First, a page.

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Azar calls Biden claim on vaccine plan 'nonsense'

Health and Human Services Secretary Alex Azar said President-elect Joe BidenJoe BidenAtlanta mayor won't run for reelection South Carolina governor to end pandemic unemployment benefits in June Airplane pollution set to soar with post-pandemic travel boom MORE’s statement that there "is not plan" to deliver a vaccine for the coronavirus to people across the country “nonsense” during an appearance Sunday on "Fox News Sunday."

“With all respect that’s just nonsense, we have comprehensive plans from the [Centers for Disease Control and Prevention] working with 64 public health jurisdictions across the country,” Azar said after Fox's Chris WallaceChristopher (Chris) WallaceRepublicans hammer Biden on infrastructure while administration defends plan GOP senator: Two sides 'far apart' on infrastructure compromise Biden economic adviser frames infrastructure plan as necessary investment MORE played a clip of Biden making the remark.

"There is no detailed plan, that we've seen anyway, as to how you get the vaccine out of a container, into an injection syringe, into somebody's arm," Biden said in the clip shown by Wallace.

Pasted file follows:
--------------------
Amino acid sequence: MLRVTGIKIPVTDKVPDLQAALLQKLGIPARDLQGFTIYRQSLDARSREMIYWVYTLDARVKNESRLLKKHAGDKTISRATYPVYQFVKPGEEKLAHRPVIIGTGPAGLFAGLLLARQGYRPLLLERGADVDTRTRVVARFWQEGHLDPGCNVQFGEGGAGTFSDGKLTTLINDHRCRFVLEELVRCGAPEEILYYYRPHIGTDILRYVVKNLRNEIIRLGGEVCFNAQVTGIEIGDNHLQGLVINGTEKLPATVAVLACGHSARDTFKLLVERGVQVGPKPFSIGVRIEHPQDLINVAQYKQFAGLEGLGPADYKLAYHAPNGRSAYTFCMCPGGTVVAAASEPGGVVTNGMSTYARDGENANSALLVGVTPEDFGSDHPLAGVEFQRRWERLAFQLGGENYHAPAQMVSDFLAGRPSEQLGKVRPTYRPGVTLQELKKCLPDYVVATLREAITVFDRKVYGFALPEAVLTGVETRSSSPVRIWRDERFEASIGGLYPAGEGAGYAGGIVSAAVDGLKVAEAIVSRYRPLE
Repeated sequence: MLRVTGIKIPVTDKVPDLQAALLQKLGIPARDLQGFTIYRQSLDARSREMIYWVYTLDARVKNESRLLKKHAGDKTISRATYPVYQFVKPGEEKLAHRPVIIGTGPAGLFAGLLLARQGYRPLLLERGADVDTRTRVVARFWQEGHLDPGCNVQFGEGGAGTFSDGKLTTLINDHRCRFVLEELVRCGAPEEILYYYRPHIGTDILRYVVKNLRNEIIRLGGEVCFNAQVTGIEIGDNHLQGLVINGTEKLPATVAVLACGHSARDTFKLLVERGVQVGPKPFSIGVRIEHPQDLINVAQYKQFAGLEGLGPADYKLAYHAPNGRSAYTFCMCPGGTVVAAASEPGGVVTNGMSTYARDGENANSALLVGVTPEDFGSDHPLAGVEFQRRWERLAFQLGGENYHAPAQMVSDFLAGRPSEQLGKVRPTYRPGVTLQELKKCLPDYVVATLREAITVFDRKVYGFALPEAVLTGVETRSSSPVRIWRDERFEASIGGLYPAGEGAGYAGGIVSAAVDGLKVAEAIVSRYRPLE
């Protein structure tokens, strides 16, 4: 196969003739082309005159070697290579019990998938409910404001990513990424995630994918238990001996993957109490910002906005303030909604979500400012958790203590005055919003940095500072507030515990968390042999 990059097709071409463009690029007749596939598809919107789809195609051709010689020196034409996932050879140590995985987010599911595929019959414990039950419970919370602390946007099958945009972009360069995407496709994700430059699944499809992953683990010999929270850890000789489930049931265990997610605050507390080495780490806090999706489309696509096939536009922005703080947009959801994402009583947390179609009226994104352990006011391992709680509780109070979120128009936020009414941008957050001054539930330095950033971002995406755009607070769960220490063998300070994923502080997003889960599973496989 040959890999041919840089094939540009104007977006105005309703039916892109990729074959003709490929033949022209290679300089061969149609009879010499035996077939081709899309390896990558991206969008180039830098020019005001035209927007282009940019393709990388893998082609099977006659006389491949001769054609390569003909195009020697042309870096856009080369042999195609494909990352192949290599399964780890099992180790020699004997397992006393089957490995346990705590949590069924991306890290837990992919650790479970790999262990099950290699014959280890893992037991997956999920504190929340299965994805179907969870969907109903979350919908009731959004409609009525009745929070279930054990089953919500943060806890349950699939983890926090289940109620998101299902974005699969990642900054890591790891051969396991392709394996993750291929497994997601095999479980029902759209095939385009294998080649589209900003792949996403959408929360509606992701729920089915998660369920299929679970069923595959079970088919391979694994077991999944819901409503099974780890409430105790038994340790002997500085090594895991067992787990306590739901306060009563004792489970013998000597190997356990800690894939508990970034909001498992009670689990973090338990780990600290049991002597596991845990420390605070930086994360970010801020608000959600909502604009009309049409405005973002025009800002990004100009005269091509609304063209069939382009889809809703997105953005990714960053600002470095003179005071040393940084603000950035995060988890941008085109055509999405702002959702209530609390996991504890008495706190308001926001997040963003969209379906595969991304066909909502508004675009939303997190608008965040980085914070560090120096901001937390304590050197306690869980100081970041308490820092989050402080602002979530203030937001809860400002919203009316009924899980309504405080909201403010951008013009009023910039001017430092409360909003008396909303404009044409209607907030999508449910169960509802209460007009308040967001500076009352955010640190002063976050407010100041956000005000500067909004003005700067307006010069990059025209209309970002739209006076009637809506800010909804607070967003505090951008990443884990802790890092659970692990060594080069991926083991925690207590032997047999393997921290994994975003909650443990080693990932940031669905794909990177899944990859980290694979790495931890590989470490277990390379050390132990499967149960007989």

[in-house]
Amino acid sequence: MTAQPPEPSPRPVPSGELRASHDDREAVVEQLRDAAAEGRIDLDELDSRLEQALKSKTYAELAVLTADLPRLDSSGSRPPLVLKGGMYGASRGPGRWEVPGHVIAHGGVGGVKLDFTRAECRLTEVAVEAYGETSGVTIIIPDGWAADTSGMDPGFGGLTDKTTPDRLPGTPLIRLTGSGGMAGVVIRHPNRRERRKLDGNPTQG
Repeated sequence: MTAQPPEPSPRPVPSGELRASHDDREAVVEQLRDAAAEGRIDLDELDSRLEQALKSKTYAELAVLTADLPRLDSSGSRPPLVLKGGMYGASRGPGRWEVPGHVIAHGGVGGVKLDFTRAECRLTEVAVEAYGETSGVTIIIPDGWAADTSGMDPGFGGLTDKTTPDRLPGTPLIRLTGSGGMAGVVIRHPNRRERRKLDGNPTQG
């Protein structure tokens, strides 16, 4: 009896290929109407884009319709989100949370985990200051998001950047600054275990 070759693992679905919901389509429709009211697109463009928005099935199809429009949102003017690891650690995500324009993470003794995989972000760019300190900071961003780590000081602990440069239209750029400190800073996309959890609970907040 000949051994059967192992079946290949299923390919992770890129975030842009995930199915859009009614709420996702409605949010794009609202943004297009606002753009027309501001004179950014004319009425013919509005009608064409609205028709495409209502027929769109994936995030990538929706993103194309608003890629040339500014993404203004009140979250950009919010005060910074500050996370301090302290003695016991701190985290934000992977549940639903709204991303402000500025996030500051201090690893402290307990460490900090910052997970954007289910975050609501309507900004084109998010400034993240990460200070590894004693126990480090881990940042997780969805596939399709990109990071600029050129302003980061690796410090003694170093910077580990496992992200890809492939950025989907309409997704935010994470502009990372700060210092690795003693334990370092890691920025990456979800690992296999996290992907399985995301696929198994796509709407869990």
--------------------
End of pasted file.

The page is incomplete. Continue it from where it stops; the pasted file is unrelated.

Azar added that the administration was "leveraging our retail pharmacies, our public health departments, our community health centers,” to get a vaccine out.

He said the rollout was “being micromanaged and controlled by the United States military” as well as the private sector.

“We’re leveraging the systems that are known and that work within the United States,” he said.

The Washington Post reported Sunday that the number of vaccines being delivered by the end of year is now expected to fall far short of promises from the Trump administration that hundreds of millions of doses would come by the end of 2020. 

Azar said he had also said tens of millions of doses would be delivered by the end of the year and that he had been consistent. He also said career scientists were working to make sure no "red flags" were found on the vaccines, but that he was hopeful approvals could be given in days, and that the vaccines could then be delivered across the country quickly. 

Azar went on to say the vaccines represent “the light at the end of the tunnel” and are “why we need people to hang in there” as far as mitigation efforts such as mask-wearing anf social distancing.

Both Pfizer and Moderna are set to submit their vaccines for emergency use authorization by the Food and Drug Administration in the next two weeks. Azar said the first doses could be distributed within days of committee approval.

“Those bright days are ahead and want everyone to be there to get their vaccinations,” he added.

The Hill has reached out to the Biden transition team for comment.